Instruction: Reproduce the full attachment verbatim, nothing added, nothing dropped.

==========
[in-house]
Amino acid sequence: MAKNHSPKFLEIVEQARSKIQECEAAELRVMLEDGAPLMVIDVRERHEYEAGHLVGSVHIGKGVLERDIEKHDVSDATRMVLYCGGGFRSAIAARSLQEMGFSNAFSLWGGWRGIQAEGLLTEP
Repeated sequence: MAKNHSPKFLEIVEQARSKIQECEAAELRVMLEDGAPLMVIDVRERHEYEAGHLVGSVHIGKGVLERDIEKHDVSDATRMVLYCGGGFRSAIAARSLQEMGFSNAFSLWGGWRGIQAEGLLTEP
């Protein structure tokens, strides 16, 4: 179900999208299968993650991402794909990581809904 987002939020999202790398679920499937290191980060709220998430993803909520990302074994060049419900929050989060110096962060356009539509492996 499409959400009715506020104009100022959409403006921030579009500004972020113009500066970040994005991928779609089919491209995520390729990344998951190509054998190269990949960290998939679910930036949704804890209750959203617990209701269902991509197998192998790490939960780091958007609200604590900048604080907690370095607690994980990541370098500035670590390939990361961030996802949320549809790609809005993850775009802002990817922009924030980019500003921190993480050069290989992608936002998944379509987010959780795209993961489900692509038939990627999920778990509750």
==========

[in-house]
Amino acid sequence: MAKNHSPKFLEIVEQARSKIQECEAAELRVMLEDGAPLMVIDVRERHEYEAGHLVGSVHIGKGVLERDIEKHDVSDATRMVLYCGGGFRSAIAARSLQEMGFSNAFSLWGGWRGIQAEGLLTEP
Repeated sequence: MAKNHSPKFLEIVEQARSKIQECEAAELRVMLEDGAPLMVIDVRERHEYEAGHLVGSVHIGKGVLERDIEKHDVSDATRMVLYCGGGFRSAIAARSLQEMGFSNAFSLWGGWRGIQAEGLLTEP
């Protein structure tokens, strides 16, 4: 179900999208299968993650991402794909990581809904 987002939020999202790398679920499937290191980060709220998430993803909520990302074994060049419900929050989060110096962060356009539509492996 499409959400009715506020104009100022959409403006921030579009500004972020113009500066970040994005991928779609089919491209995520390729990344998951190509054998190269990949960290998939679910930036949704804890209750959203617990209701269902991509197998192998790490939960780091958007609200604590900048604080907690370095607690994980990541370098500035670590390939990361961030996802949320549809790609809005993850775009802002990817922009924030980019500003921190993480050069290989992608936002998944379509987010959780795209993961489900692509038939990627999920778990509750």